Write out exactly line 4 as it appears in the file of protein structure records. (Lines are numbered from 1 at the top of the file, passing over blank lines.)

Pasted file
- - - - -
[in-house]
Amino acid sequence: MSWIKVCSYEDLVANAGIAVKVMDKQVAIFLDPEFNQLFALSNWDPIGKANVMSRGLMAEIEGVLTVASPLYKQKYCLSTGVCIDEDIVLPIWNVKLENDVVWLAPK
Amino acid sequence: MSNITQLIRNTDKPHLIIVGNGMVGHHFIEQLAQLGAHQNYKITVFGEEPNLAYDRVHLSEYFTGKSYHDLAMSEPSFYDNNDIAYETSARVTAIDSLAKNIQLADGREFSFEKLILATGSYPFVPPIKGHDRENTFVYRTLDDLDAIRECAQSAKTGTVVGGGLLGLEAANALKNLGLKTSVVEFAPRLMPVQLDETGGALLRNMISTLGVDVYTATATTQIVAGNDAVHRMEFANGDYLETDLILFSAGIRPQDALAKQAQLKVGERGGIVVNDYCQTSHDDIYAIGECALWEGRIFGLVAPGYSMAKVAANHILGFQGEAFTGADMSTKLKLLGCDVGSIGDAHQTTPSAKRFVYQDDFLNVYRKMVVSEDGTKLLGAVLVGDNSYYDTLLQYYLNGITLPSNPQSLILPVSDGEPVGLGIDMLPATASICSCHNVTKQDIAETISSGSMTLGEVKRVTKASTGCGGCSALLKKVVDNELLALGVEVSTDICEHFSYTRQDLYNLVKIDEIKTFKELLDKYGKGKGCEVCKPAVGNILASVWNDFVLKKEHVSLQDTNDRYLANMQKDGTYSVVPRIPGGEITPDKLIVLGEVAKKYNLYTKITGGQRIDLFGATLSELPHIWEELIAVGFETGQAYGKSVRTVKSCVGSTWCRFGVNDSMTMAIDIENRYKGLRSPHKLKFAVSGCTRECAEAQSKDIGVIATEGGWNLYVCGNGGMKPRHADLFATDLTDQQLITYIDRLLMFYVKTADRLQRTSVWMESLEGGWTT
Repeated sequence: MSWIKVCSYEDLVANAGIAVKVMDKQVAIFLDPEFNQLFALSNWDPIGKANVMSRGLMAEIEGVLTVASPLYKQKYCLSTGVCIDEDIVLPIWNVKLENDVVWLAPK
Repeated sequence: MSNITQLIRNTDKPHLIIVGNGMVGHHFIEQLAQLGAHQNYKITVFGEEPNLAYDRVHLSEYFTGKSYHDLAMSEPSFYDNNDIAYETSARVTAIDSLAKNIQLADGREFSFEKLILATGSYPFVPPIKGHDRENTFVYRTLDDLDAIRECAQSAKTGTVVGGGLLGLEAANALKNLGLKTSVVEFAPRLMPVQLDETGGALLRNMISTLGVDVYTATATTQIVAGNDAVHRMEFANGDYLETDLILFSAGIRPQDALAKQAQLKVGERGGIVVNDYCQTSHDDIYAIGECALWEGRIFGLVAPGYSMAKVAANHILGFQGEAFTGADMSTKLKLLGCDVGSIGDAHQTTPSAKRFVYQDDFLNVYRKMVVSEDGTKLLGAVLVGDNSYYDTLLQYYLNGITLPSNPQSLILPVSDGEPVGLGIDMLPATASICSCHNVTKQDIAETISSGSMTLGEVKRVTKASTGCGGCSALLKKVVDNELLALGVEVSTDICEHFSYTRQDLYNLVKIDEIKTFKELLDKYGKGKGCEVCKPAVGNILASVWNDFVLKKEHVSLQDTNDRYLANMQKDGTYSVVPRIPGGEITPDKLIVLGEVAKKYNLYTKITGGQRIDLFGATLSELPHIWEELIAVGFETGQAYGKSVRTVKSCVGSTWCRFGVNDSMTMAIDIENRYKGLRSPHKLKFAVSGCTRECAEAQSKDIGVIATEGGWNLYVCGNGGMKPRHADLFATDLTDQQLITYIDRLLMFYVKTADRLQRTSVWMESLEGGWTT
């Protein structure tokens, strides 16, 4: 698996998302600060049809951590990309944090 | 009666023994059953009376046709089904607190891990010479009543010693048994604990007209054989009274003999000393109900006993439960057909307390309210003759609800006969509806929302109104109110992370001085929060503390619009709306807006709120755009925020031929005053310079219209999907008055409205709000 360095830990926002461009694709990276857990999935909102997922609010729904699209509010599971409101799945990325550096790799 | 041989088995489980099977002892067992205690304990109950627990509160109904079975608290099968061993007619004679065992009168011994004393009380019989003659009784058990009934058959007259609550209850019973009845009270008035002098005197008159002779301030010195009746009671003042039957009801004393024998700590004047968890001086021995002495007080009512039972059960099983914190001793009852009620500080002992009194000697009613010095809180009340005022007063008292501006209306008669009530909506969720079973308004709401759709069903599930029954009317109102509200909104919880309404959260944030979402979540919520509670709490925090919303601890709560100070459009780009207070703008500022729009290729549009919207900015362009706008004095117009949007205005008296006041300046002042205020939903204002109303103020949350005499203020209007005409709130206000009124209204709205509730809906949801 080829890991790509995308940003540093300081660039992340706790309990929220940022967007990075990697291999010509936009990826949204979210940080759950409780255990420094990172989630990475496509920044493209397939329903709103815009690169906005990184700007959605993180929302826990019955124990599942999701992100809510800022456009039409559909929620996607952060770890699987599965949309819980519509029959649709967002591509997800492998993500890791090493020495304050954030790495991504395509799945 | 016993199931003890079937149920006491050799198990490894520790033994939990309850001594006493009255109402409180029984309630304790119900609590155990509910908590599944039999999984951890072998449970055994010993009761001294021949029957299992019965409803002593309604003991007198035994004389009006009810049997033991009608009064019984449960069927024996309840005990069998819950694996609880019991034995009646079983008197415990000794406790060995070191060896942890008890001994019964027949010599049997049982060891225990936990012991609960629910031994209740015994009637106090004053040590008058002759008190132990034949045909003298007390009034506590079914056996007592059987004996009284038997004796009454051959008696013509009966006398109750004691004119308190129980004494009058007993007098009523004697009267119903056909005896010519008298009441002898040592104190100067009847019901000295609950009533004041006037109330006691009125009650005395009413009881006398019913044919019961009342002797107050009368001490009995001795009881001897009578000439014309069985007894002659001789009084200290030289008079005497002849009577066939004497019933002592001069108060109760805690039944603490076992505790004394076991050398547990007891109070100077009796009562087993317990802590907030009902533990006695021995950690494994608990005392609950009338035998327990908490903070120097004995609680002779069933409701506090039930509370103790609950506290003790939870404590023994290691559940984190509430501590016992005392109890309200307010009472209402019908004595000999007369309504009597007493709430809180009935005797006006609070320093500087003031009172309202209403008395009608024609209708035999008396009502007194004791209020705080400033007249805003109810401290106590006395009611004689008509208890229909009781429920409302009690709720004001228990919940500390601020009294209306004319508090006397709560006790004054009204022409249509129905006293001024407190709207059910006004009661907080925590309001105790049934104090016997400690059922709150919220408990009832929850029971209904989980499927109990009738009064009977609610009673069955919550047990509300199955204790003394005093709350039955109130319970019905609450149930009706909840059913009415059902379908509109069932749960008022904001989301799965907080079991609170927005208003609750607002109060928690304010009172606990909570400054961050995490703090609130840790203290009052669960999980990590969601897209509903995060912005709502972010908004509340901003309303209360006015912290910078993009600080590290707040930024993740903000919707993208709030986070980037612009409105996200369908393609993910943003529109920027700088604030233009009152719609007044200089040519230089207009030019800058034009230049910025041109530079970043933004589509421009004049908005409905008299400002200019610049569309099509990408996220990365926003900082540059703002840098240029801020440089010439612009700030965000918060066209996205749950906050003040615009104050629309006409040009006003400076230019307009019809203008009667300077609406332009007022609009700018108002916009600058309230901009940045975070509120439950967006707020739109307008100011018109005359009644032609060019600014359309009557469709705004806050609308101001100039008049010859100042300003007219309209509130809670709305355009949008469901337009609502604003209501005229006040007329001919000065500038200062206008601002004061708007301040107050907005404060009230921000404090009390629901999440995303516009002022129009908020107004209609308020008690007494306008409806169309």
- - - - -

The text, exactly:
Repeated sequence: MSWIKVCSYEDLVANAGIAVKVMDKQVAIFLDPEFNQLFALSNWDPIGKANVMSRGLMAEIEGVLTVASPLYKQKYCLSTGVCIDEDIVLPIWNVKLENDVVWLAPK